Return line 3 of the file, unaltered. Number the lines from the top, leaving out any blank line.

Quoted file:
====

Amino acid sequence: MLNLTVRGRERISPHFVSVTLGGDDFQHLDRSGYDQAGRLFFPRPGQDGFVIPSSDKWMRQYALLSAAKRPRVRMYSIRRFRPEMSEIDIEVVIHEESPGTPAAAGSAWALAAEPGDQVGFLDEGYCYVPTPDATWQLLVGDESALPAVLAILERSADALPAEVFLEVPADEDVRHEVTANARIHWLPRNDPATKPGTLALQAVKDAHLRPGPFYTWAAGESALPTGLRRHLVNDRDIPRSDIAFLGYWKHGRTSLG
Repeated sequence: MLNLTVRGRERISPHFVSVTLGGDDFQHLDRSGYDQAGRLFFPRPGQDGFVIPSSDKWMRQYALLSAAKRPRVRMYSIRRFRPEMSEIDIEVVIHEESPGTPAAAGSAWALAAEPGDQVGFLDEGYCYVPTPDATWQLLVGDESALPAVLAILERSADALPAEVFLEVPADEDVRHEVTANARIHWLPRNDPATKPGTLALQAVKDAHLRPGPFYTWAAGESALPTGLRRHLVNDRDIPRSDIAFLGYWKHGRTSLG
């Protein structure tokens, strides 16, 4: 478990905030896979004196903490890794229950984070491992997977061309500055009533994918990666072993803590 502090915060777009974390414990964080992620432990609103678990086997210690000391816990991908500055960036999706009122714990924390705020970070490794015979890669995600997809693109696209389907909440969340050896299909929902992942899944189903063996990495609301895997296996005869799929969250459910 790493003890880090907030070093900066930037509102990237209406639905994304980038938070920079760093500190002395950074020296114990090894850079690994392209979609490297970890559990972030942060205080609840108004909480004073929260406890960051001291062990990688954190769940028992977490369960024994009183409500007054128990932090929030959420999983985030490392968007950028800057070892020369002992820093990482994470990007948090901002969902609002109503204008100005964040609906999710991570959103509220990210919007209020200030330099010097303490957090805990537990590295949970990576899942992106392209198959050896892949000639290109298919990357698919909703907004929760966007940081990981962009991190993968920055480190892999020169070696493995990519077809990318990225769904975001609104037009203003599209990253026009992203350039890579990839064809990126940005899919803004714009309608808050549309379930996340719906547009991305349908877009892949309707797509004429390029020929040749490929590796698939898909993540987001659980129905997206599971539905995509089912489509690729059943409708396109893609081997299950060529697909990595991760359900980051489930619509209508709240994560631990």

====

């Protein structure tokens, strides 16, 4: 478990905030896979004196903490890794229950984070491992997977061309500055009533994918990666072993803590 502090915060777009974390414990964080992620432990609103678990086997210690000391816990991908500055960036999706009122714990924390705020970070490794015979890669995600997809693109696209389907909440969340050896299909929902992942899944189903063996990495609301895997296996005869799929969250459910 790493003890880090907030070093900066930037509102990237209406639905994304980038938070920079760093500190002395950074020296114990090894850079690994392209979609490297970890559990972030942060205080609840108004909480004073929260406890960051001291062990990688954190769940028992977490369960024994009183409500007054128990932090929030959420999983985030490392968007950028800057070892020369002992820093990482994470990007948090901002969902609002109503204008100005964040609906999710991570959103509220990210919007209020200030330099010097303490957090805990537990590295949970990576899942992106392209198959050896892949000639290109298919990357698919909703907004929760966007940081990981962009991190993968920055480190892999020169070696493995990519077809990318990225769904975001609104037009203003599209990253026009992203350039890579990839064809990126940005899919803004714009309608808050549309379930996340719906547009991305349908877009892949309707797509004429390029020929040749490929590796698939898909993540987001659980129905997206599971539905995509089912489509690729059943409708396109893609081997299950060529697909990595991760359900980051489930619509209508709240994560631990």